Given a PID, you can send a signal to the process with the kill builtin. There are various signals (see info kill for a list), and they are usually used to terminate the process - by default, the TERM signal is sent. However, any program can overwrite what will be done when they receive the signal, so it is implementation dependent. For example, there is usually a signal that long-running daemons will accept to reload the configuration, or increase the log level.

A notable exception is the KILL signal, which can not be captured by the application, and is what the OS uses to kill the process immediately. This means that the application signalled will NOT have the opportunity to clean up and exit gracefully. Absolutely do not use the KILL signal if you can avoid it.

#!/usr/bin/env bash
sleep 10000 & SLEEP_ID="$!"  
kill "$SLEEP_ID"  
wait "$SLEEP_ID"  
SLEEP_EXIT_CODE="$?"  
echo "/bin/sleep was rudely interrupted and exits the stage with $SLEEP_EXIT_CODE"

> /bin/sleep was rudely interrupted and exits the stage with 143
Important Considerations

When you first start using the previously discussed tools, you will encounter some possibly counter-intuitive behaviour.

For example, try running the following script:

#!/usr/bin/env bash
echo "bash script is running with PID $$ - kill me!"  
/bin/sleep 123

Running kill on that PID, and then checking ps aux | grep [s]leep, you may be surprised to see that sleep is still running!

To understand this behaviour, we need to understand how bash runs external commands. It will use the fork system call to create an almost exact copy of itself (called a child process), run the exec system call in the child (which will change the currently running command to the one specified - for example /bin/sleep), and then run the wait system call from the parent (the one we called the external command from) in order to wait for the child process to complete, and to get its exit code.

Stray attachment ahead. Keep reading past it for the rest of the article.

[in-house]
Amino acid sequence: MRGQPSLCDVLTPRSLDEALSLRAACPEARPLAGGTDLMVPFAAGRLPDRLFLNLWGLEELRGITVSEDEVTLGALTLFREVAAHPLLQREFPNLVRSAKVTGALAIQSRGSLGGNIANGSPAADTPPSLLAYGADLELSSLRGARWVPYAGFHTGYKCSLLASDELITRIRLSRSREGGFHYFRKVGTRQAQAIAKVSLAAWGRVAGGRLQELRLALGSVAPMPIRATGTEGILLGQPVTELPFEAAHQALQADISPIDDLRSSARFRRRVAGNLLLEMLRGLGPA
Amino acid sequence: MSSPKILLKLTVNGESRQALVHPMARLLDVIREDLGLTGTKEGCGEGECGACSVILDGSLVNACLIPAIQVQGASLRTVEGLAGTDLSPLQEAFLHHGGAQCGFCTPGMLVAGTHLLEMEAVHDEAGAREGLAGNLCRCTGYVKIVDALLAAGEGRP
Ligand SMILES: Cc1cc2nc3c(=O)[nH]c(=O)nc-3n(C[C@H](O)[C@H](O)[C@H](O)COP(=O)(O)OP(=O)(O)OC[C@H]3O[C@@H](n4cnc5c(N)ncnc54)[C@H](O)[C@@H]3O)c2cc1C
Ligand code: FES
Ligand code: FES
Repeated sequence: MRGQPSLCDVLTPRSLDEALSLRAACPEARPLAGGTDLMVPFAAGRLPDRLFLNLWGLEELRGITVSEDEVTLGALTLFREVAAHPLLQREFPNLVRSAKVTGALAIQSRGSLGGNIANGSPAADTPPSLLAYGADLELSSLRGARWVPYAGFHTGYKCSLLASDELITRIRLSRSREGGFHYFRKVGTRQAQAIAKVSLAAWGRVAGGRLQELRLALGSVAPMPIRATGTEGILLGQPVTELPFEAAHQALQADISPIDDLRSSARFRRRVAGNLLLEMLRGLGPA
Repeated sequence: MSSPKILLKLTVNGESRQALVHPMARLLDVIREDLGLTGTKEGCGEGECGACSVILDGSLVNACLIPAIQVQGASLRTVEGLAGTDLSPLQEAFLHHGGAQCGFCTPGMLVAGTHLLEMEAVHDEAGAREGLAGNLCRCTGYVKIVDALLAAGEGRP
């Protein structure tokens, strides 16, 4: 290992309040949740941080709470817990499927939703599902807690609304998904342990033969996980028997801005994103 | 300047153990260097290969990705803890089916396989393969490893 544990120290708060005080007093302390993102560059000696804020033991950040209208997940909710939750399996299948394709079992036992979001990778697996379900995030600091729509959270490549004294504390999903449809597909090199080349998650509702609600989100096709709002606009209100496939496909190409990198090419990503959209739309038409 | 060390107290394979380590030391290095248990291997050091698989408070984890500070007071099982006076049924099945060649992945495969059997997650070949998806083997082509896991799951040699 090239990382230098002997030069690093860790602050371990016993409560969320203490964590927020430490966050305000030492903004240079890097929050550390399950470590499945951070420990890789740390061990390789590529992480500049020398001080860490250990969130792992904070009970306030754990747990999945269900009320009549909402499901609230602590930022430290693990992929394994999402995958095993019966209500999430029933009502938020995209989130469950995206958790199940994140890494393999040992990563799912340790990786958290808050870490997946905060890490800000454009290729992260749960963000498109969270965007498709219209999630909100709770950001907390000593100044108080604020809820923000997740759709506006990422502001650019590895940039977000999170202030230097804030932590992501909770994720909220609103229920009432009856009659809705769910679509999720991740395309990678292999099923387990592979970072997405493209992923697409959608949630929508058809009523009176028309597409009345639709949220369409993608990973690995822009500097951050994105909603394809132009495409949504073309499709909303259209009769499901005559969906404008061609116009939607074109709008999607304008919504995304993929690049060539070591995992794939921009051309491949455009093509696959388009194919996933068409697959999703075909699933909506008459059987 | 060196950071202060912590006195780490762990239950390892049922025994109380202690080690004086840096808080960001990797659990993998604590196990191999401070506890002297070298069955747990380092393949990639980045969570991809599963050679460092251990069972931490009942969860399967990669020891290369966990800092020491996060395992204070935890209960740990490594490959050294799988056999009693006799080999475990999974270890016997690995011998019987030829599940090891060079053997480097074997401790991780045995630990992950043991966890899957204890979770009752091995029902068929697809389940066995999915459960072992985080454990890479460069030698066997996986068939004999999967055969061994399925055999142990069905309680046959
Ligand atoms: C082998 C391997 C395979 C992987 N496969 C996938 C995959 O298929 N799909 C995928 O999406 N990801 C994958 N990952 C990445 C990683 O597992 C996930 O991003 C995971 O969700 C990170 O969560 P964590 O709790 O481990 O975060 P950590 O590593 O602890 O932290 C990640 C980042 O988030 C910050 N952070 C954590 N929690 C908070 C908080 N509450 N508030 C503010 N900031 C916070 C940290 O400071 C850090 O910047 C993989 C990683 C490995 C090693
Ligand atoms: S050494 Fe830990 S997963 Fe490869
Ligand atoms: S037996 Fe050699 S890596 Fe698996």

Note that when running a command in the background, it will simply not run the wait system call in the parent - meaning that we have to do so manually.

This means that the script and /bin/sleep are now two almost autonomous processes. If you send a signal to the script, bash will NOT propagate the signal to the child by default. If you want that to happen, you will have to do that yourself!

One important thing that makes the parent and child not completely autonomous is that the parent knows the child PID, and under UNIX, is guaranteed that the PID will not be recycled until the wait system call is called from the parent. This makes it safe to send signals from the parent to the child - you can be sure that it is not another process receiving it. This also makes it extremely dangerous to do so if you are not the parent - there is no guarantee the PID was not recycled between when you obtained it and when you send the signal. You should avoid doing that at all costs!

Closing thoughts

Here we covered how Bash runs external commands in a fair amount of detail, and covered some common gotchas. As usual, I hope these will help you avoid the common pitfalls and long debugging sessions!